Solyndra, the Fremont, Calif.-based thin-film manufacturer that received a $535 million loan guarantee from the U.S. Department of Energy (DOE) to ramp up to a 450-megawatt (MW) factory, declared bankruptcy in August of 2011.
With the downfall of Solyndra, doubt in American capability to compete globally in renewable energy development was a leading headline. However, according to the American Solar Energy Society “It’s not that Western manufacturers can’t make competitive, well-made products. The problem is that they can’t get competitive financing.”
The price for pure polysilicon, the raw material for Solyndra’s novel, thin-film solar panels, had dropped 85% from its competitive price of $250/pound four years ago. This significant drop in cost, by in large, has been attributed to China’s influence on the global market and their vigorous investments in solar manufacturing.
Since January 2010, Chinese banks have offered Chinese solar companies a staggering $40.7 billion. In comparison, solar manufacturers in the United States have received $1.4 billion in DOE loans since roughly the same time. This lack of front-end investment in the United States’ renewable energy industry is making global competition in many clean energy developments increasingly difficult. Read more on China and America investment in renewable energy and its impact on Solyndra at this American Solar Energy Society.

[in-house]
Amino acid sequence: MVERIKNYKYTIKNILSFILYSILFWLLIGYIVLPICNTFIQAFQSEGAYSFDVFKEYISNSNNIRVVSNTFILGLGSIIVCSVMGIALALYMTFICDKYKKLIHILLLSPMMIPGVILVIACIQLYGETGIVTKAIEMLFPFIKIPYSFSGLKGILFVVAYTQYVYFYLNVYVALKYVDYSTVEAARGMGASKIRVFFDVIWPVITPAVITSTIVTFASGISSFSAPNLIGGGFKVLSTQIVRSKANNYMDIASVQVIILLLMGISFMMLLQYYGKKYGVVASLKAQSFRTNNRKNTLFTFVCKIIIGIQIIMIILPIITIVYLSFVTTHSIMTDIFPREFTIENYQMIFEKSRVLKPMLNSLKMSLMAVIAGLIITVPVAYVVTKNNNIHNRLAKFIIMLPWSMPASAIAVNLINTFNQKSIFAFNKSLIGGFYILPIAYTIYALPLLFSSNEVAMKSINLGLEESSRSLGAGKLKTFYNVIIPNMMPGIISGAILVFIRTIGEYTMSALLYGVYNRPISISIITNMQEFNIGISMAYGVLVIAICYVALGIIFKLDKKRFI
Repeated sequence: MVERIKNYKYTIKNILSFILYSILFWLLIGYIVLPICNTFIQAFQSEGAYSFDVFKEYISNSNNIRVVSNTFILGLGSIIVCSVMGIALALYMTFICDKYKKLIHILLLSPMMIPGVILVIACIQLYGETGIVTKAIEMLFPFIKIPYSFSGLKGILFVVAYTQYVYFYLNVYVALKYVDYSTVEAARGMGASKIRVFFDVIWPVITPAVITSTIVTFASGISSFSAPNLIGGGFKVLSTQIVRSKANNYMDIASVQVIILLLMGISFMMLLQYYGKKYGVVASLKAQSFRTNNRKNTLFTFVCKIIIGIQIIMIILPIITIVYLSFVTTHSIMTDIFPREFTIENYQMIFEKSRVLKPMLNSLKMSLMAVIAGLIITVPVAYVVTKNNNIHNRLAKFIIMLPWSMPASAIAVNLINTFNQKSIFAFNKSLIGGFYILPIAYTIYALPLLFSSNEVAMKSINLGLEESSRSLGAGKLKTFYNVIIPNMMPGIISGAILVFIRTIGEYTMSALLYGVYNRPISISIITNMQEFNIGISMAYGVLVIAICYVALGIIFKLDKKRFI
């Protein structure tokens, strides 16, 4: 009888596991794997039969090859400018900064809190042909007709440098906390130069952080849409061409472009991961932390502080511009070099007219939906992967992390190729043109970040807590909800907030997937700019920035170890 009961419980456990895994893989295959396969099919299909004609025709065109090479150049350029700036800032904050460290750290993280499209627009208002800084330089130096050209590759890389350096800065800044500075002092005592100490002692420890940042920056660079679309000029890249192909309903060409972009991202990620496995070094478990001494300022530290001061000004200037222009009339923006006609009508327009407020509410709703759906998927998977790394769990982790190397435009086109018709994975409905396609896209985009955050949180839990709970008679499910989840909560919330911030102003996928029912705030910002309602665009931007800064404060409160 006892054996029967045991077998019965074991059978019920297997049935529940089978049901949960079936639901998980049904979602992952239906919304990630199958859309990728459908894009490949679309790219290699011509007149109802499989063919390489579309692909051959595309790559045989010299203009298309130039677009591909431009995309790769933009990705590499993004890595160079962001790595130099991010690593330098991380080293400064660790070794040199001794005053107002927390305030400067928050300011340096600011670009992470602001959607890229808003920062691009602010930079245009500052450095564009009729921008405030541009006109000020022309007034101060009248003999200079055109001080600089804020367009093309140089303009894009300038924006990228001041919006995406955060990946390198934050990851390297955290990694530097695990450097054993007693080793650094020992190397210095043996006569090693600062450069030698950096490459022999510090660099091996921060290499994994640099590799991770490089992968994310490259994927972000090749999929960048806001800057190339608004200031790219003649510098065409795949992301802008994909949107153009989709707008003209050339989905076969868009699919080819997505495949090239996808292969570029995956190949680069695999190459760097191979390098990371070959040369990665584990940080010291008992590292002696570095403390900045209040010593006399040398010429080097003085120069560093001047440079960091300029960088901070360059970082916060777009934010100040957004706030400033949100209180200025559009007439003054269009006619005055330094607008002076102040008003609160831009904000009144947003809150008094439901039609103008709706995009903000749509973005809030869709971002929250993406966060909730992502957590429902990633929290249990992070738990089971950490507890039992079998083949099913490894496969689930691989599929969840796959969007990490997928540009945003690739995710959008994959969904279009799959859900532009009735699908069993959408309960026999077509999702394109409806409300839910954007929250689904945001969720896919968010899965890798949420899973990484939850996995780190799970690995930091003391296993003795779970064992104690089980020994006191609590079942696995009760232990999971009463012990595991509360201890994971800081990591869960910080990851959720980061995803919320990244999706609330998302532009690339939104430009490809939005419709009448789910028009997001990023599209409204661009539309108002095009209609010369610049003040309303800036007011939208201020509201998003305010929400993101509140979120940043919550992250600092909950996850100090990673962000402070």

According to the 2011 report from the venture capital firm, DBL Investors, “[In the United States], all new energy industries – timber, coal, oil and gas, nuclear – have received substantial government support at a pivotal time in their early growth, creating millions of jobs and significant economic growth. Subsidies for these ‘traditional’ energy sources were many, many times what [the U.S.] is spending today on renewables.” According to the same report, “America’s support for energy innovation has helped drive U.S. growth for more than 200 years, yet government support for new energy sources is much lower today than it has been at any other point in U.S. history.”
Even with the bankruptcy of Solyndra, however, consumers are still showing strong support for investment in renewable energy research and development. In a bipartisan study conducted in Oct, 2011, “62 percent of U.S. residents favored investments in clean energy, while only 31 percent thought that such an investment was a waste of taxpayer money.” Read more results of the poll showing bipartisan support for clean energy investment.